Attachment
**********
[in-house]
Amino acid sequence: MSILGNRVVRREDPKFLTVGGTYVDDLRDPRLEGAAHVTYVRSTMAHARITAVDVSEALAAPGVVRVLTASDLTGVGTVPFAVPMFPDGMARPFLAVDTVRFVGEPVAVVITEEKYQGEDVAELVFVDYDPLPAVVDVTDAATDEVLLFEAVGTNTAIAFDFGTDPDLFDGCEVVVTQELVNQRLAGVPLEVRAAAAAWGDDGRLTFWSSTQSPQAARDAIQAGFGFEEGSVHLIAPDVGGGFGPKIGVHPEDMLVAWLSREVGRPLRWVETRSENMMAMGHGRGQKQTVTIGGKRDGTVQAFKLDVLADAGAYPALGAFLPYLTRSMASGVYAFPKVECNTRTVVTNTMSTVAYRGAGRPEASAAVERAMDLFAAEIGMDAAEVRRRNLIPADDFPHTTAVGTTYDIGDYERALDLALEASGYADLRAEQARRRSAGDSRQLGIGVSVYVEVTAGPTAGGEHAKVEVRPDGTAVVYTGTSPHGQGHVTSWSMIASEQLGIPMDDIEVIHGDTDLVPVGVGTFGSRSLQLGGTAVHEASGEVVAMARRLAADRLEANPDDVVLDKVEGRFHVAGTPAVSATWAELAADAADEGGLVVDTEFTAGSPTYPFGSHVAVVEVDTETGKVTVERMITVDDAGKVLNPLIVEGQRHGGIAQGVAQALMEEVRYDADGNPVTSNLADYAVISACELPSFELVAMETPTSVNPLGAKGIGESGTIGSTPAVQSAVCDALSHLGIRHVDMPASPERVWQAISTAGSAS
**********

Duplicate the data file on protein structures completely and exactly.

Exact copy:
[in-house]
Amino acid sequence: MSILGNRVVRREDPKFLTVGGTYVDDLRDPRLEGAAHVTYVRSTMAHARITAVDVSEALAAPGVVRVLTASDLTGVGTVPFAVPMFPDGMARPFLAVDTVRFVGEPVAVVITEEKYQGEDVAELVFVDYDPLPAVVDVTDAATDEVLLFEAVGTNTAIAFDFGTDPDLFDGCEVVVTQELVNQRLAGVPLEVRAAAAAWGDDGRLTFWSSTQSPQAARDAIQAGFGFEEGSVHLIAPDVGGGFGPKIGVHPEDMLVAWLSREVGRPLRWVETRSENMMAMGHGRGQKQTVTIGGKRDGTVQAFKLDVLADAGAYPALGAFLPYLTRSMASGVYAFPKVECNTRTVVTNTMSTVAYRGAGRPEASAAVERAMDLFAAEIGMDAAEVRRRNLIPADDFPHTTAVGTTYDIGDYERALDLALEASGYADLRAEQARRRSAGDSRQLGIGVSVYVEVTAGPTAGGEHAKVEVRPDGTAVVYTGTSPHGQGHVTSWSMIASEQLGIPMDDIEVIHGDTDLVPVGVGTFGSRSLQLGGTAVHEASGEVVAMARRLAADRLEANPDDVVLDKVEGRFHVAGTPAVSATWAELAADAADEGGLVVDTEFTAGSPTYPFGSHVAVVEVDTETGKVTVERMITVDDAGKVLNPLIVEGQRHGGIAQGVAQALMEEVRYDADGNPVTSNLADYAVISACELPSFELVAMETPTSVNPLGAKGIGESGTIGSTPAVQSAVCDALSHLGIRHVDMPASPERVWQAISTAGSAS